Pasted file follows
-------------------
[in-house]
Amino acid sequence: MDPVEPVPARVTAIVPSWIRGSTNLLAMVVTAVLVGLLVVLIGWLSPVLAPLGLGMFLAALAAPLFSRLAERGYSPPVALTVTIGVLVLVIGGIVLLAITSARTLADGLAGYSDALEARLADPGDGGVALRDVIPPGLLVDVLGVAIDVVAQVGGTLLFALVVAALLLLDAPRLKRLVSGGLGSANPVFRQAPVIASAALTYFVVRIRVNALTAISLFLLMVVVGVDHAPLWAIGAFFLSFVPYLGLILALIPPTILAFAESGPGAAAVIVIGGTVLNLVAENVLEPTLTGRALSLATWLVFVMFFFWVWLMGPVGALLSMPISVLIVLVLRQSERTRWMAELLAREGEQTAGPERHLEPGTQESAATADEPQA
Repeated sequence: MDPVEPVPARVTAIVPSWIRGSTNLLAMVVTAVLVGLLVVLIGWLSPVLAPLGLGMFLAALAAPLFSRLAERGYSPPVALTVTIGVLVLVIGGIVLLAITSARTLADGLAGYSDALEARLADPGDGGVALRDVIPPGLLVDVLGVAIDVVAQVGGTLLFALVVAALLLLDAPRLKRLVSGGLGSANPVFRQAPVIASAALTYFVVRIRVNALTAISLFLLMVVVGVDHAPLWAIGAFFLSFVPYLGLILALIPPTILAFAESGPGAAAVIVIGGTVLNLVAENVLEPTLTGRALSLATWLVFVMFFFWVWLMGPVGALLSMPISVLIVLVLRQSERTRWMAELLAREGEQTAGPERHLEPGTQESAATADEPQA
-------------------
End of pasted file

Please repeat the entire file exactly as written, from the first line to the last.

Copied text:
[in-house]
Amino acid sequence: MDPVEPVPARVTAIVPSWIRGSTNLLAMVVTAVLVGLLVVLIGWLSPVLAPLGLGMFLAALAAPLFSRLAERGYSPPVALTVTIGVLVLVIGGIVLLAITSARTLADGLAGYSDALEARLADPGDGGVALRDVIPPGLLVDVLGVAIDVVAQVGGTLLFALVVAALLLLDAPRLKRLVSGGLGSANPVFRQAPVIASAALTYFVVRIRVNALTAISLFLLMVVVGVDHAPLWAIGAFFLSFVPYLGLILALIPPTILAFAESGPGAAAVIVIGGTVLNLVAENVLEPTLTGRALSLATWLVFVMFFFWVWLMGPVGALLSMPISVLIVLVLRQSERTRWMAELLAREGEQTAGPERHLEPGTQESAATADEPQA
Repeated sequence: MDPVEPVPARVTAIVPSWIRGSTNLLAMVVTAVLVGLLVVLIGWLSPVLAPLGLGMFLAALAAPLFSRLAERGYSPPVALTVTIGVLVLVIGGIVLLAITSARTLADGLAGYSDALEARLADPGDGGVALRDVIPPGLLVDVLGVAIDVVAQVGGTLLFALVVAALLLLDAPRLKRLVSGGLGSANPVFRQAPVIASAALTYFVVRIRVNALTAISLFLLMVVVGVDHAPLWAIGAFFLSFVPYLGLILALIPPTILAFAESGPGAAAVIVIGGTVLNLVAENVLEPTLTGRALSLATWLVFVMFFFWVWLMGPVGALLSMPISVLIVLVLRQSERTRWMAELLAREGEQTAGPERHLEPGTQESAATADEPQA